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«October 2015»

Data Warehouse from the Ground Up at SQL Saturday Orlando, FL on Oct. 10th

SQL Saturday #442SQL Saturday #442 is upon us and yours truly will be presenting in Orlando, Florida on October 10th alongside Mitchell Pearson (b|t). The session is scheduled at 10:35 AM and will last until 11:35 AM. I’m very excited to be presenting at SQL Saturday Orlando this year as it’ll be my first presenting this session in person and my first time speaking at SQL Saturday Orlando! If you haven’t registered yet for this event, you need to do that. This event will be top notch!

My session is called Designing a Data Warehouse from the Ground Up. What if you could approach any business process in your organization and quickly design an effective and optimal dimensional model using a standardized step-by-step method? In this session I’ll discuss the steps required to design a unified dimensional model that is optimized for reporting and follows widely accepted best practices. We’ll also discuss how the design of our dimensional model affects a SQL Server Analysis Services solution and how the choices we make during the data warehouse design phase can make or break our SSAS cubes. You may remember that I did this session a while back for Pragmatic Works via webinar. I’ll be doing the same session at SQL Saturday Orlando but on-prem! ;)

So get signed up for this event now! It’s only 11 days away!

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Create Date Dimension with Fiscal and Time

Here are three scripts that create and Date and Time Dimension and can add the fiscal columns too. First run the Dim Date script first to create the DimDate table. Make sure you change the start date and end date on the script to your preference. Then run the add Fiscal Dates scripts to add the fiscal columns. Make sure you alter the Fiscal script to set the date offset amount. The comments in the script will help you with this.

This zip file contains three SQL scripts.

Create Dim Date

Create Dim Time

Add Fiscal Dates

These will create a Date Dimension table and allow you to run the add fiscal script to add the fiscal columns if you desire. The Create Dim Time will create a time dimension with every second of the day for those that need actual time analysis of your data.

Make sure you set the start date and end date in the create dim date script. Set the dateoffset in the fiscal script.

Download the script here:


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SSIS For Each Column in a Data Flow

  • 29 May 2011
  • Author: MikeDavis
  • Number of views: 13356

When you want to transform data in a data flow task in SSIS, the derived column transform performs this very fast due to the batch method. But if you have hundreds of columns that need the same transform performed on them, it can be very time consuming to create each of these derived column expressions. You can use a script task to loop through the columns in a data flow and perform the same task on every input column you select in the script task. Keep in mind, this will degrade performance, but it will make the development faster.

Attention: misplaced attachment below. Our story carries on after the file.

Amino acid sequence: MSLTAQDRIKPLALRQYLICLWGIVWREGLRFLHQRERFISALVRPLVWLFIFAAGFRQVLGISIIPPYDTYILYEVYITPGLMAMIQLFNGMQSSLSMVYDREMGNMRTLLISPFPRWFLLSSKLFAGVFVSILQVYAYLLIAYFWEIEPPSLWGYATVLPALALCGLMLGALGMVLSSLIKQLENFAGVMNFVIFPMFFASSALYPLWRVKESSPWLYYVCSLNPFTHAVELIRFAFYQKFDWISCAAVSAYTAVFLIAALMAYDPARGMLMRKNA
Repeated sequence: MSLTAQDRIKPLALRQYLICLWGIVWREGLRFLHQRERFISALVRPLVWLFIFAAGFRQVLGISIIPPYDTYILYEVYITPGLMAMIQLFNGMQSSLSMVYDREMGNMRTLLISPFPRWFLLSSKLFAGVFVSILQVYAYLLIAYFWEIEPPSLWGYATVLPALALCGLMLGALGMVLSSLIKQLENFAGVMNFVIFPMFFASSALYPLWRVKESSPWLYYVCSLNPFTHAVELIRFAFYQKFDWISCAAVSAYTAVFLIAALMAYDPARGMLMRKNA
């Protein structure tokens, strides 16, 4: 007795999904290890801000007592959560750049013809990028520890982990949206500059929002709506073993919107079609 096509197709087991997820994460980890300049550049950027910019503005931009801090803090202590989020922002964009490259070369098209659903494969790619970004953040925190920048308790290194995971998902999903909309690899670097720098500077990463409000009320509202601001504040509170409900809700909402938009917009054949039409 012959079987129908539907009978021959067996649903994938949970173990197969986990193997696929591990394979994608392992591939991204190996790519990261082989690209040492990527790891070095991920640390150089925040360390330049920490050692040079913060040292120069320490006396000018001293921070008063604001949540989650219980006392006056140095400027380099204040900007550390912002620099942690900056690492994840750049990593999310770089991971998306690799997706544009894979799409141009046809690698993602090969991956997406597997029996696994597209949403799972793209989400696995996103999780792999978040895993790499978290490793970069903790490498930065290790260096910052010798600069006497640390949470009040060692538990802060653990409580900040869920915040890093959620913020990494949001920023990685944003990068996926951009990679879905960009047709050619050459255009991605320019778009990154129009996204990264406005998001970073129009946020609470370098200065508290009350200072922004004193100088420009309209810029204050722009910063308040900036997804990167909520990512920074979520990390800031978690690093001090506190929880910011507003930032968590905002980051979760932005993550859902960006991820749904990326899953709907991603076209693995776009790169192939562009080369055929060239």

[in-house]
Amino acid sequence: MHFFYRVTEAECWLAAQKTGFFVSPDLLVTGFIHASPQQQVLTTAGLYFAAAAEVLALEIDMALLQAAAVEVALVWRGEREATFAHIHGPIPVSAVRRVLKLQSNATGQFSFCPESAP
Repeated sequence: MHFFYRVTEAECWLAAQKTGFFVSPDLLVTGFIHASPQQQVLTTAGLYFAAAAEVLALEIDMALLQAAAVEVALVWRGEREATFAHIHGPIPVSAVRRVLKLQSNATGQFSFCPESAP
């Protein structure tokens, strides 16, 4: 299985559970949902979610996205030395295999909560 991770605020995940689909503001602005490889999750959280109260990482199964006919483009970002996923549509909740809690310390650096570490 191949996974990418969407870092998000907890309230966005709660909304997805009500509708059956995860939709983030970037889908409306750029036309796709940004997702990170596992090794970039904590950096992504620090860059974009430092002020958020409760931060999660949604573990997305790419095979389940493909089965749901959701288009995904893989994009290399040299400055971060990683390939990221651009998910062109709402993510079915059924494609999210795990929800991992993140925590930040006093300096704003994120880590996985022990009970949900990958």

Here are the first few rows of the million row table I am going to use to demonstrate the functions. Let’s say we need get just the first 3 characters on each of these fields.

SSIS For Each Column in a Data Flow

First I will show how to complete this with a derived column. It is just a simple substring command on each column. This is a small example. Imagine if you had hundreds of columns that need this transform. This would be a very time consuming process. This derived column will work and perform very fast.

SSIS For Each Column in a Data Flow

With a script task you will need to import the System.Reflection namespace. This will allow you to refer the columns in the data flow. Then we will create a For Each Loop to loop through each column.  The first thing we need to do is place a check next to each column we want the script task to substring and set them to read write so we can update them.

SSIS For Each Column in a Data Flow

Here is the code in the script task that will perform the substring function needed.

        Dim column As IDTSInputColumn100
        Dim rowType As Type = Row.GetType()
        Dim columnValue As PropertyInfo

        For Each column In Me.ComponentMetaData.InputCollection(0).InputColumnCollection
            columnValue = rowType.GetProperty(column.Name)
            Dim strCol As String = columnValue.GetValue(Row, Nothing).ToString()
            strCol = strCol.Substring(0, 3)
            columnValue.SetValue(Row, strCol, Nothing)

Both of the above transforms will give you the below output.

SSIS For Each Column in a Data Flow

The derived column performed this operation on one million rows in 6 seconds. The Script task took 406 seconds, over 6 minutes, on the same one million rows. This is a massive performance loss. I would not suggest using the script task method due to the performance loss. Although if you know the number of rows will always be low and the table is very wide and has a lot of columns that you need to perform the same function, then it can be used with no scalability.

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